OPINION: Ministry has failed all Sarnians

The Aamjiwnaang First Nation in Sarnia’s south end is sandwiched between two oil refineries, Suncor Energy in the foreground, and Shell Canada at top. Glenn Ogilvie

George Mathewson

When Gord Miller slammed the environment ministry for inaction on chemical exposure at Aamjiwnaang last week he stated what Sarnians know is true but hate to admit  – our First Nations residents are treated like second-class citizens.

Ontario’s Environmental Commissioner called the Environment Ministry’s failure to adequately respond to the impact of spills and air pollution on the reserve a failure of historic proportions. And he’s right.

Aamjiwnaang is within city limits and is a part of Sarnia, and anyone who has spent time there knows about the industrial omnipresence. You can hear the oil refineries of Suncor and Shell rumbling away, and sometimes smell and even taste them in the air.

Geography is part of the problem. As Miller noted, today’s land use rules would never permit such a concentration of heavy industry so close to a residential community. Likewise, some south Sarnia homes were built too close to Imperial Oil.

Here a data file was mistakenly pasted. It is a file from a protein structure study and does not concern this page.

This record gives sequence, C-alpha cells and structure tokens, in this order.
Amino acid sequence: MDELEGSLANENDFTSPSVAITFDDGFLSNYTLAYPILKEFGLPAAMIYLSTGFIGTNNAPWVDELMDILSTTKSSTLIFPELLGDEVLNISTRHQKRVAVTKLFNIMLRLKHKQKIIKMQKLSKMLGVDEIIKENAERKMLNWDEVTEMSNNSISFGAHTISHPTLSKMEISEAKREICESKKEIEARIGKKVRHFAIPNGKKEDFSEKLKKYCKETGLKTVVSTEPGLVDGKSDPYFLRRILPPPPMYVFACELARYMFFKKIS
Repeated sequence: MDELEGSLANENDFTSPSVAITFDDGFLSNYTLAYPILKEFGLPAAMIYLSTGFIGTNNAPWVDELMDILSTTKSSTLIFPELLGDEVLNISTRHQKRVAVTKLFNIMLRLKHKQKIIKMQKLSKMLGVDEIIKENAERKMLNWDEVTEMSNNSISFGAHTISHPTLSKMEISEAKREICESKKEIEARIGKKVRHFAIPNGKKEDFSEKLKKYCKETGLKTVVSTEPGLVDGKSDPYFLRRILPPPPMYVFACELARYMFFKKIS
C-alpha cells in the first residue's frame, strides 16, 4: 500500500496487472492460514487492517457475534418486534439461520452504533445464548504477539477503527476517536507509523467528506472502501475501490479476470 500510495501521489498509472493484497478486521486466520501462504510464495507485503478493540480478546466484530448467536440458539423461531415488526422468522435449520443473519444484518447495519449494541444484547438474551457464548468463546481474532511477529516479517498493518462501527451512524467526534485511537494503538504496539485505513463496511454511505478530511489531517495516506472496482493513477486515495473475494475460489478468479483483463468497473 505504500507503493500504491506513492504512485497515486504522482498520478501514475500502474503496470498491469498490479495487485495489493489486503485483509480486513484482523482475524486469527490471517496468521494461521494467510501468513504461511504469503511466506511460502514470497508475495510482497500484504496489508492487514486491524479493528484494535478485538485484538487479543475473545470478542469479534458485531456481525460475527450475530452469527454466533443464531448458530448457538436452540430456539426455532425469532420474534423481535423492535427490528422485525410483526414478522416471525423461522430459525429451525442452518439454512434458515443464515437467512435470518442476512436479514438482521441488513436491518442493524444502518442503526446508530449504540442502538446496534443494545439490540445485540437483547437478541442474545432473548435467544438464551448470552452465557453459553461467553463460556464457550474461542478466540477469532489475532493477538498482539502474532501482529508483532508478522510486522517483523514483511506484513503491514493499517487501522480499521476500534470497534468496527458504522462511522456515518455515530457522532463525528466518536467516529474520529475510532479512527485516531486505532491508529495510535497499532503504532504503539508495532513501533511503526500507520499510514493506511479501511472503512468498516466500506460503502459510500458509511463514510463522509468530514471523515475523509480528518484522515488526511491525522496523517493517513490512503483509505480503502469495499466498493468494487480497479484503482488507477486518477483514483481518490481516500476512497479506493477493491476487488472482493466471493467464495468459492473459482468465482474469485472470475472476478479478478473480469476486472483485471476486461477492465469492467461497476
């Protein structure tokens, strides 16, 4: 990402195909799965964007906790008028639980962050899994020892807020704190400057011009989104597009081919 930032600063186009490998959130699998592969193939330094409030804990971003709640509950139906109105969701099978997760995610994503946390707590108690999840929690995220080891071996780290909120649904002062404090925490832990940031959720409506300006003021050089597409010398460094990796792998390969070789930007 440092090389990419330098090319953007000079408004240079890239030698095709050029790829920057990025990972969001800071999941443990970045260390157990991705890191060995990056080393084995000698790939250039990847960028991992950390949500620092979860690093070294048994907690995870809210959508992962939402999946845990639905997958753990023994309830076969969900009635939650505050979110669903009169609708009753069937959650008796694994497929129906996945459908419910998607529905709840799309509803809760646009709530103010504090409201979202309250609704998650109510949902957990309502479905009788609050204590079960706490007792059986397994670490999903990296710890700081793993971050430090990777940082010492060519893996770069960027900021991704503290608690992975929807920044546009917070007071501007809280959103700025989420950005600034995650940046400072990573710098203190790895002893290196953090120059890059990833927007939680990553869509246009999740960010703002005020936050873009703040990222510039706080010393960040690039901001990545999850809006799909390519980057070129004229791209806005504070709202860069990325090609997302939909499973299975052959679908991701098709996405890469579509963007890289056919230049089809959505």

But that’s no excuse for inaction. In fact, the Chemical Valley’s unfortunate nearness is all the more reason for the ministry to be vigilant and aggressive.

When former Premier Mike Harris uncapped the maximum penalties on environmental offenders in the 1990s few took seriously his boast of “getting tough on polluters.”

The Common Sense Revolution, after all, had already hamstrung the Environment Ministry by slashing its budget 45 per cent in three years, while simultaneously loosening regulations and discharge limits for industries.

But the courts took note. Judges since then have slapped a succession of local companies with escalating fines and surcharges for contaminating our air and water.

The ministry decided not to lay charges in an April 26 incident at Shell involving hydrogen sulphide but is still investigating a Jan. 11, 2013 “sour water” leak.

Roads were closed and residents told to stay inside and close doors and windows. Thirty-three people at Aamjiwnaang, many of them children at the day-care centre, suffered headaches, nausea, dizziness and shortness of breath.

We will only know if this was a violation of the Environmental Protection Act if the ministry proceeds with charges.

Allegations that warning sirens failed to sound for an hour after the advisory was issued were also never resolved.

In short, the Ontario Environment Ministry has failed Aamjiwnaang, miserably, and so it has failed all Sarnians.

Miller himself said it best:

“Such a situation would be intolerable for any community, but given the history of our treatment of First Nations, this case is truly shameful.”